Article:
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Daniel Zetterberg July 3, 2000 14:42

Splash of Water

We're competing in IYPT (International Young Physicist Tournament) in Budapest on Saturday and we have a question about one of the problems:

"Measure the height reached by splashes of water when a spherical body is dropped into water. Find a relationship between the height of the splashes, the height from which the body is dropped and other relevant parameters."

By approximations, we have an expression for the "splash energy", but when we transform it into height a new unknown appears - the mass of the splash.

Have anyone any suggestions about this?

Any help is appreciated

//Daniel Zetterberg

John C. Chien July 3, 2000 16:40

Re: Splash of Water
(1). At the time the sphere touches the water surface, you can calculate the velocity, momentum, and kinetic energy of the sphere, the water and the combined energy and momentum. (2). Assuming that at the time the sphere is totally submerged into water, the velocity of the sphere is zero, then one can apply the mass, the momentum and the energy conservation to the system. (3). The initial state is the sphere moving at velocity V_sphere, the water velocity, V_water=0. The final state is V_sphere=0, and the water moving at some velocity. (4). Since the sphere at final state is submerged in the water, the water displaced must be equal to the volume of the sphere. This is the basic assumption of a sphere entering the water. If none of the water is displaced, then the sphere is still above the water. (5). We are assuming that the final velocity of the sphere is relatively small when compared with the initial velocity of the sphere. (6). If you change the shape of a sphere into a very thin needle, then the velocity of the needle will remain about the same, no splash will generated and no energy transfer will take place. (7). SO, a simple model is: the energy of the sphere is transferred to the water of the same volume at the end of the impact and the subsequent motion of the splash will determine its height. And the system should satisfy the conservation law before and after the impact. (8). It is a solution, but I don't think it is the solution. (the angle of the splash is also a parameter)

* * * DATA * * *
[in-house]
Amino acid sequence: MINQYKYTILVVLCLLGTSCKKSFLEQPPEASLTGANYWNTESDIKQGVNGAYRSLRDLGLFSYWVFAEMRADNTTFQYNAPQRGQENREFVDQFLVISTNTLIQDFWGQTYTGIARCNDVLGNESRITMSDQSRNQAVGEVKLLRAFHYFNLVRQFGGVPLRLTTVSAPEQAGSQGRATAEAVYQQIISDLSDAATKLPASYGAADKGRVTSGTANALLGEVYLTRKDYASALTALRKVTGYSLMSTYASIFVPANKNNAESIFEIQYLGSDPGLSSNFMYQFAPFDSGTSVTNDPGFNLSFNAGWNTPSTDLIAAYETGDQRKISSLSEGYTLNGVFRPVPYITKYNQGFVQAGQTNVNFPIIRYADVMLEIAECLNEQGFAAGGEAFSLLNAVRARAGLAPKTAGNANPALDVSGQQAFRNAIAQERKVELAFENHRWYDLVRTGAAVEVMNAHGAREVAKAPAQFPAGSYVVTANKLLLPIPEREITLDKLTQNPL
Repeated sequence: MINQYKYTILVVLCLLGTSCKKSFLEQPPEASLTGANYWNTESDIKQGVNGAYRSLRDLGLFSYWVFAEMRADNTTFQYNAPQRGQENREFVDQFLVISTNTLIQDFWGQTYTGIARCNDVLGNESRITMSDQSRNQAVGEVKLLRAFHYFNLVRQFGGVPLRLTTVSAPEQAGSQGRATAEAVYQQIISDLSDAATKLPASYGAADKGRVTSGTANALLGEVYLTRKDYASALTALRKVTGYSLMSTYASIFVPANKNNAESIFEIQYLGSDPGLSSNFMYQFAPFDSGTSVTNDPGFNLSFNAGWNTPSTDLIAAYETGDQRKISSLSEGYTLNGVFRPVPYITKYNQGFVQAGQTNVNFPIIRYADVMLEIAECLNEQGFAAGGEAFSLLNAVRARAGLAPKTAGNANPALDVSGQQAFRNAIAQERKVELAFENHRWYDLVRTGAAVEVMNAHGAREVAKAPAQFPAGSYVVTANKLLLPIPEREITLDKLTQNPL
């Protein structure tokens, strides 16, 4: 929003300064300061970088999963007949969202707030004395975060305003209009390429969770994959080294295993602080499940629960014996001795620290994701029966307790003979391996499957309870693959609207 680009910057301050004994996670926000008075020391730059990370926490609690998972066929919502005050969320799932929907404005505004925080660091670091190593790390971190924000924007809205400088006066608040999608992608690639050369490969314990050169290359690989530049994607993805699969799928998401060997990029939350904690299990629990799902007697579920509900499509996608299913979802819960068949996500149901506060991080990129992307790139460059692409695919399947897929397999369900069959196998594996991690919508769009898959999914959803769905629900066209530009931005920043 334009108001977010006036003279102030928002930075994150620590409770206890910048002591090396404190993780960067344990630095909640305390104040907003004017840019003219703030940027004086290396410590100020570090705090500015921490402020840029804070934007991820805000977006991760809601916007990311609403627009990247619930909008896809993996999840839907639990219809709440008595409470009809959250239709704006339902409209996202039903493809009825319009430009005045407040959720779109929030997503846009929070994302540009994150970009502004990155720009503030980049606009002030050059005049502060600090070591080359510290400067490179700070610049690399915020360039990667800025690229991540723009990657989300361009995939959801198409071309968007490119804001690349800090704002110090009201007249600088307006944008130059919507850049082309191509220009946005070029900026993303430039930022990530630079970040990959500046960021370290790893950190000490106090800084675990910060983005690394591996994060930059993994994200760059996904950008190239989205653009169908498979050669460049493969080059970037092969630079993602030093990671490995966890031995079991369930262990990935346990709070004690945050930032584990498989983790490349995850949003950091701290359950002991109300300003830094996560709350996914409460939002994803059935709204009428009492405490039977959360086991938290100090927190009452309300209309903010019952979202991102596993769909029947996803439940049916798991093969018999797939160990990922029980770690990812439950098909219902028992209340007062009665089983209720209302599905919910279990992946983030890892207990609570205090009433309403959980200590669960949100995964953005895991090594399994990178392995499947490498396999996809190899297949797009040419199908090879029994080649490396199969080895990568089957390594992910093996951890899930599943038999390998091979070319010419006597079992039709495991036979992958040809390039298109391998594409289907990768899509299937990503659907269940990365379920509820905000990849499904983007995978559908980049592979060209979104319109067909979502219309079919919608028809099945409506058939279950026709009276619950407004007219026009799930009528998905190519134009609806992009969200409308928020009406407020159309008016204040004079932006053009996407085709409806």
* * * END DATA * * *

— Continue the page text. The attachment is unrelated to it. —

Z T Xie July 10, 2000 12:55

Re: Splash of Water
You may consider a cavity behind the spheric body if the velocity is not small. You could asume the presure Pc in the cavity is the atmosphic presure. IF the body enter the fluid not far, the presure of the fluid around the body is nearly the presure of fluid surface, so the cavitation number sigma is nearly zero. For this case, the cavity behand the body is alike a cylinder. So you can evaluate how much fluid is replaced by the body and cavity. You can simpily assume this is the mass of splash. But if the body goes too deep, it need some revision to the cavitation number, and the length of cavity could be found from some refereces(cavitation flows).

Good luck

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